Creator - examples

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How to use the Creator framework


We want the (behavior) implementation of a Foobar, either ConcreteFoobar1 or ConcreteFoobar2, to be choosen by a context, which is the main reason to use a creational framework or creational pattern after all.

The context can be technical e.g. represents if the current process is running in a test environment or in a production environment, so either a test implementation or a production implementation will be choosen, but the context can also be domain specific, to dispatch the behavior by domain specific criteria. For purposes of this example we choose the following context properties:

  • environment: "DEV", "TEST", "PROD".
  • product type: "BAR1", "BAR2".
  • customer category: "GOLD", "SILVER", "BRONZE".


and for the extra thrill a dynamic property:

  • current month: 0-11 .  (foobar comes in seasonal flavors   wink   )


This Creator framework promises that you can use any arbitrary object or set of values as context. That is true, but under one condition: the context object must implement the marker interface CreationContext:

public interface CreationContext<F extends Factory> {}

(Sure, the framework could work fine without that marker interface, but on the long run this interface will rescue the maintainability of the project in terms of finding each and every context used...)

Note: the CreationContext is bound to a factory type. Remember we use abstract extra levels of factories and creators to represent segregated areas. For congruence with these areas we set that upper bound accordingly.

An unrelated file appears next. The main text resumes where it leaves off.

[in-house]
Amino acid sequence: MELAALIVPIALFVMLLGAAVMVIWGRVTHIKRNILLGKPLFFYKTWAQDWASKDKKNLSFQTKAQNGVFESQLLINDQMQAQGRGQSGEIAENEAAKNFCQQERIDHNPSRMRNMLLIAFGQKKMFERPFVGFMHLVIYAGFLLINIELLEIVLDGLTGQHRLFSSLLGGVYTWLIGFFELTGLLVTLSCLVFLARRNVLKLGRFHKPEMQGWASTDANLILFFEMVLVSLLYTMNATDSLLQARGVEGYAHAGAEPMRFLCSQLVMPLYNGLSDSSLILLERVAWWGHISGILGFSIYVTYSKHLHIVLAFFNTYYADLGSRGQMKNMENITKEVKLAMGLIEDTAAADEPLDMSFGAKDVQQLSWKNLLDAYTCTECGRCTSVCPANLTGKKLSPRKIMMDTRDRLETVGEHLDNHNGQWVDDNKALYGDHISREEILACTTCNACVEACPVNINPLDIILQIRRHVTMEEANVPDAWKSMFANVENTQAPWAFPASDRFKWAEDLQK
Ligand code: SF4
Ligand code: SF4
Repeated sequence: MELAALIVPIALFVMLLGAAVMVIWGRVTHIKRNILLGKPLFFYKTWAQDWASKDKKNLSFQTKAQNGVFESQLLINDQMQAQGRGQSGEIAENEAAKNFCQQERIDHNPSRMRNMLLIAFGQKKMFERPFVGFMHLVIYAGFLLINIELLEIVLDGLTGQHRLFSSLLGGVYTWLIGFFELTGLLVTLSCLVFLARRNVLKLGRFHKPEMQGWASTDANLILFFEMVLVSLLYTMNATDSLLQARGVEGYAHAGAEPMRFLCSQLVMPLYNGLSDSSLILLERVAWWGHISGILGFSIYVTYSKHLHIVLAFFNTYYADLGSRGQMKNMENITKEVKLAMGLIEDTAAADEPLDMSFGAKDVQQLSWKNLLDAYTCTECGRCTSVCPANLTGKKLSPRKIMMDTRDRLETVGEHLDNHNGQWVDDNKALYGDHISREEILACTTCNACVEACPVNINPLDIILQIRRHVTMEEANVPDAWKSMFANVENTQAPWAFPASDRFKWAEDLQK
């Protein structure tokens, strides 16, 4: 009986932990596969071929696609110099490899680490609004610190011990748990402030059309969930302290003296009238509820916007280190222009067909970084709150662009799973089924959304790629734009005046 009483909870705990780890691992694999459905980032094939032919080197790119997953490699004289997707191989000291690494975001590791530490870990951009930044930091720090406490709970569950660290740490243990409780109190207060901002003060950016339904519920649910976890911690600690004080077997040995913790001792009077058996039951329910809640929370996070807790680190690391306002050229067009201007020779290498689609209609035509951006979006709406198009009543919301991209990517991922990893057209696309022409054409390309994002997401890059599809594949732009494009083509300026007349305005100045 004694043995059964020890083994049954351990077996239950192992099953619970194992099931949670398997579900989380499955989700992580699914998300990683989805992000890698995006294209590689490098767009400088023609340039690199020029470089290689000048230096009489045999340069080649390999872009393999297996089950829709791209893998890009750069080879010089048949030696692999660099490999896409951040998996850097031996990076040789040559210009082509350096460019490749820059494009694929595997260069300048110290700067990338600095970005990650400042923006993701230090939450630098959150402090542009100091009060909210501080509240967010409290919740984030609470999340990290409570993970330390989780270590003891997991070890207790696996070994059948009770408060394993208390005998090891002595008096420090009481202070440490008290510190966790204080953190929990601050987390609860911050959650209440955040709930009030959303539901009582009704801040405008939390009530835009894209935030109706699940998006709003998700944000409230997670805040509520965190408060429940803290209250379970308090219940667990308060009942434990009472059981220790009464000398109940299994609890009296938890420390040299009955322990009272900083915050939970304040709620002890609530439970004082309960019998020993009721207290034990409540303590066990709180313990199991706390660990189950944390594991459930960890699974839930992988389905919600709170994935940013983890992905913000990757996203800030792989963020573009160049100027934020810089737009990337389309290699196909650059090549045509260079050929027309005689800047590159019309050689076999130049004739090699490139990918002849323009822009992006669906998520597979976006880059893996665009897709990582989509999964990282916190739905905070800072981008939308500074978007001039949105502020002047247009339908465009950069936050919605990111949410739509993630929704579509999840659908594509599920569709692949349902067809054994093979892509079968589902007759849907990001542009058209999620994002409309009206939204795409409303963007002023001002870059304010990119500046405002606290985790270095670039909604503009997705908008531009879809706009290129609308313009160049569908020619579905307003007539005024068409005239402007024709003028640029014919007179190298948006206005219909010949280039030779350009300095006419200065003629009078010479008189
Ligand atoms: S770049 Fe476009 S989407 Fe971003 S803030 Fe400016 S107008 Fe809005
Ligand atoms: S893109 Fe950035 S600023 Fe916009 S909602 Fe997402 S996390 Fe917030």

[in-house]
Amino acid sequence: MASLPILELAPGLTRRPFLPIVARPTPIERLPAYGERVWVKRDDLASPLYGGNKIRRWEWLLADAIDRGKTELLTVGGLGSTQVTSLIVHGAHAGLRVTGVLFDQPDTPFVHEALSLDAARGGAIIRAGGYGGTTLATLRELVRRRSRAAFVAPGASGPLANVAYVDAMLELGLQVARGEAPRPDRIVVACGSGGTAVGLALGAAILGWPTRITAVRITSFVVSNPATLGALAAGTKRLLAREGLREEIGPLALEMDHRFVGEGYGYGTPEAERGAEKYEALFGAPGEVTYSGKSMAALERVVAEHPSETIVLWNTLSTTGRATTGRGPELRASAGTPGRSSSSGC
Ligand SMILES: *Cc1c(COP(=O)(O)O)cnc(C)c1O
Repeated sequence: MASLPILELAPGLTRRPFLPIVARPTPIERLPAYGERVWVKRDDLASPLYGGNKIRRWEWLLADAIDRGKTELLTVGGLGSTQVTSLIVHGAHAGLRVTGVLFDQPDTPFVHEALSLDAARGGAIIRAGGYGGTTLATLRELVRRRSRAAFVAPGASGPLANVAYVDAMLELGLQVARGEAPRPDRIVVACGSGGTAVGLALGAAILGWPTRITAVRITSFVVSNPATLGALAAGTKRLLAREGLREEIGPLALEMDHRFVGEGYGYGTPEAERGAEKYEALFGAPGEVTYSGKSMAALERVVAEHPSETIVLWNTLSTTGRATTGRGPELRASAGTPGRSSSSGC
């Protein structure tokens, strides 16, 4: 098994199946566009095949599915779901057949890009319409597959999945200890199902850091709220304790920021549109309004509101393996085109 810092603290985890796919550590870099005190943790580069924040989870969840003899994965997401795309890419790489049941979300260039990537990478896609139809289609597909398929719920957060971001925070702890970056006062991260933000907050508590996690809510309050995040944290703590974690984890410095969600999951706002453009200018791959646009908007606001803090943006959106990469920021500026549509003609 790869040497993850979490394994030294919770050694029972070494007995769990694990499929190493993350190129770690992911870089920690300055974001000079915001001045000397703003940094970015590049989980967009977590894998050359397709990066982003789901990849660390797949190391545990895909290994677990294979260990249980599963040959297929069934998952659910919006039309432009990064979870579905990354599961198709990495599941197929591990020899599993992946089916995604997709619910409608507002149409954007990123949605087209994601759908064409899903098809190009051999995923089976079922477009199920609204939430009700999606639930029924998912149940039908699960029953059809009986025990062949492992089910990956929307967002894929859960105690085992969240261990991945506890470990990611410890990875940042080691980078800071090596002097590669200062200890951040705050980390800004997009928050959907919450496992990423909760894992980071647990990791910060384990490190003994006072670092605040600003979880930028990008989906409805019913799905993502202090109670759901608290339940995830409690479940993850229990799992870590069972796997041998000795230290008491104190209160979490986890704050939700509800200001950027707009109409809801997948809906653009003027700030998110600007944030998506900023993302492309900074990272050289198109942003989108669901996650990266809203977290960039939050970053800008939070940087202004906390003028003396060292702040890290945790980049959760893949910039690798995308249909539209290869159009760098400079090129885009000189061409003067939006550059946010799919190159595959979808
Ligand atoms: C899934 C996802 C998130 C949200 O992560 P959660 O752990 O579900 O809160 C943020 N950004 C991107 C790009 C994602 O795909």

Now, we could create or modify a class to implement the marker interface with the context properties. Fortunately, the Creator framework provides already very convenient ways to define a creation context with the following classes:

  • GenericCreationContext (takes any set of given parameters, which will be evaluated equally)
  • RankingCreationContext (takes any set of given parameters, which will be evaluated by their rank - first parameter wins over the second, the second over the third etc.)


More CreationContext types can be derived from that, but for our example we just implement the following context:

CreationContext<Domain1Factory> context = new GenericCreationContext<>(

But wait... where shall we implement that? Well, we really do not want to implement that in every client class and we also try to avoid to pass it to every client class. We rather implement it once in an appropriate place of our system where the context will be updated on the respective events, e.g. when the user changes the product type, and from there we set the context on each update as default context for a creator type (here Domain1Creator) into the FactoryContext. This way the Creator framework will always pick the right context even if the client itself has no knowledge about it! We might use instead a context that updates automatically by the use of references and set that context just once as the default context. This implementation depends completely on the architecture of our system.